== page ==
True grit: How an Emirati woman beat paralysis to fulfill her dreams

Laila Bin Hareb Almheiri pushed past every hurdle to work in key positions at top government departments before becoming an entrepreneur


Mazhar Farooqui

Published: Thu 9 Feb 2023, 3:10 PM

Last updated: Sun 12 Feb 2023, 5:30 PM

Laila Bin Hareb Almheiri had two choices when complications arising from a severe case of encephalitis left her paralysed in 2002: Go with the flow, or swim against the current.

The Emirati software engineer chose the latter. Using the limitless power of hope and resilience, she overcame her debilitating medical condition, and went on to head key positions at top government departments in the UAE.

In an illustrious career spanning 30 years, Laila has worked in managerial and directorial roles at Dubai Electricity and Water Authority (DEWA), Road Transport Authority (RTA) and the UAE General Civil Aviation Authority (GCAA).

Now a serial entrepreneur with business interests in cyber security, event management and holistic healthcare, the multi-talented single mother recounted her extraordinary journey in a freewheeling interview with Khaleej Times.

“Nothing is impossible if you set your heart to it,” said Laila. “For one year I remained wheelchair bound. Those were the darkest days of my life, but I never gave up hope, and pushed past every hurdle that came my way with sheer grit.”

Laila began her career with DEWA in 1994 after getting a bachelors degree in software engineering. She started off as a trainee but rose through the ranks to become a senior manager.

"I was happy until the paralysis brought my world crashing down. Suddenly I found my entire life turned upside down. I lost the ability to move my limbs but not my resolve and faith. With each day they grew only stronger. Over time, I made a complete recovery. It was a miracle."

Once she was back on her feet, Laila joined the RTA as director of strategic planning and corporate performance. Following the successful launch of Dubai Metro in 2009, she quit the job and joined the GCAA, where she worked for more than 10 years as assistant director general.

Laila played a key role in transforming the GCAA, and scaling its operations to international standards.

She was the UAE’s lead negotiator for air transport agreements and economic regulations, and also founded the authority’s commercial wing to provide consultancy and training services in aviation safety, security, air transport, corporate development, strategic planning and organisational development. Under her, the GCCA won the prestigious Shaikh Mohammad Bin Rashid Government Award for the best strategic planning in a government entity.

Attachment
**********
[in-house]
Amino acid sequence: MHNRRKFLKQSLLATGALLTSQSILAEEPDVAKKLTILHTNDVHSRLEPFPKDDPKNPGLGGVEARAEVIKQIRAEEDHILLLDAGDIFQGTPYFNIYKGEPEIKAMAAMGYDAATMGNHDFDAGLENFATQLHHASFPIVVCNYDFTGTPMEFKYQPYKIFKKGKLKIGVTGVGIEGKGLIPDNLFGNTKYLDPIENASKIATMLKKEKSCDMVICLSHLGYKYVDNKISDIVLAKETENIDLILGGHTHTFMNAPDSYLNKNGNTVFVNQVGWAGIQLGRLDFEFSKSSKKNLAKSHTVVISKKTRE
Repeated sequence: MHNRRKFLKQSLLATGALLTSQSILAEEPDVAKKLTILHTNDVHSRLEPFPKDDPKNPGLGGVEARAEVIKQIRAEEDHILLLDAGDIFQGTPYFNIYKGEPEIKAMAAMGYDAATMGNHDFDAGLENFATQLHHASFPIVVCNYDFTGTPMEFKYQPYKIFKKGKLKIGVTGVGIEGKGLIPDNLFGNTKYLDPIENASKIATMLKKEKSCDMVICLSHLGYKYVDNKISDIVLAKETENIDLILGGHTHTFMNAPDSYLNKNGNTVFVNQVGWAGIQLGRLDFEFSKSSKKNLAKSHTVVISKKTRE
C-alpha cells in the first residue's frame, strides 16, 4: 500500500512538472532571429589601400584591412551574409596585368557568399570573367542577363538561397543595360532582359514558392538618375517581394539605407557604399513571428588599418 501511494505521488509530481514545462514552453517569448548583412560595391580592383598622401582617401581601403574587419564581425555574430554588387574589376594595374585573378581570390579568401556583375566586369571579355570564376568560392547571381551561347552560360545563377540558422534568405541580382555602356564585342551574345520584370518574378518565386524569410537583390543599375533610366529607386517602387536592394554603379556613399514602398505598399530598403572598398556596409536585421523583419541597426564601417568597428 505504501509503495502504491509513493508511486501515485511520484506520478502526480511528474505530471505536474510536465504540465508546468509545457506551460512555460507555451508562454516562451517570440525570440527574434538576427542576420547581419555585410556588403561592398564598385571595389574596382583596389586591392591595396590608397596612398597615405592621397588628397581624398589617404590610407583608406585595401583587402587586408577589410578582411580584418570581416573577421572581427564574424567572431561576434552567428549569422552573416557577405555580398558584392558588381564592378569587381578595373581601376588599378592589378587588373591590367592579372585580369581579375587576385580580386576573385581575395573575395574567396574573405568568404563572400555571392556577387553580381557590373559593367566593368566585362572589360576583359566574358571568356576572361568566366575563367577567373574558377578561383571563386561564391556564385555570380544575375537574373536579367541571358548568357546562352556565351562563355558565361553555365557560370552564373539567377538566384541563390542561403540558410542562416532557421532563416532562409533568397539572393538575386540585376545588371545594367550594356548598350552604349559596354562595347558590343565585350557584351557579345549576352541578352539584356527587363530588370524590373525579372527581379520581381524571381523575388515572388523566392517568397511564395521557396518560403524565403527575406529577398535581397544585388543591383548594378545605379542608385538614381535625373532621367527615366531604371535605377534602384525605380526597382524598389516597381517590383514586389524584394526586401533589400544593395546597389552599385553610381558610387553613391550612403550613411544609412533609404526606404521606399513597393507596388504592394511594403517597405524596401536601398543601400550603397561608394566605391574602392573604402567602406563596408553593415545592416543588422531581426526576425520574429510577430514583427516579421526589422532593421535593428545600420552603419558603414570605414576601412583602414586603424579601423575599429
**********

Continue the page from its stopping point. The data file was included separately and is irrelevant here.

Laila was recognised as one of the 70 Inspiring Women of the World by the International Aviation Women’s Association, and won a Stevie Award in 2014 for her contribution to aviation. She was also recognised by Dubai Quality Group in 2015 as one of the leading female professionals in the aviation industry.

Curiously, Laila had little understanding of the industry when she joined GCAA in 2010.

She recalled how everybody stared at her in disbelief when she raised her hand during a senior management aviation course in Singapore, and asked the speaker what he meant by the term “airplane taxiing.”

“I am a life-long learner with a child like curiosity. I joined the course as a novice but gained the respect of my peers when I passed it with [a] distinction,” said Laila, who later obtained an MBA degree in general aeronautics, aviation, aerospace science, and technology, and went on teach aviation management to director generals outside the UAE.

She retired in 2019, but a personal tragedy spurred her to make a foray into holistic healthcare.

“In 2018, I lost my mother to a heart ailment caused by suspected sleep apnea. She could have been still with us if she were diagnosed and treated on time,” said Laila, who recently founded the Alive Holistic and Medical Rehabilitation Centre.

Located in Mirdif, the medical facility offers a wide range of holistic health care services, including alternative therapies to help treat sleep apnea.

“The greatest businesses came from a need to help others,” said Laila. “I want to make holistic healthcare accessible and affordable for everyone. For 30 years, I served my country and its people as a government employee. Now I want to do that as an entrepreneur in an extremely vital area: public health.”


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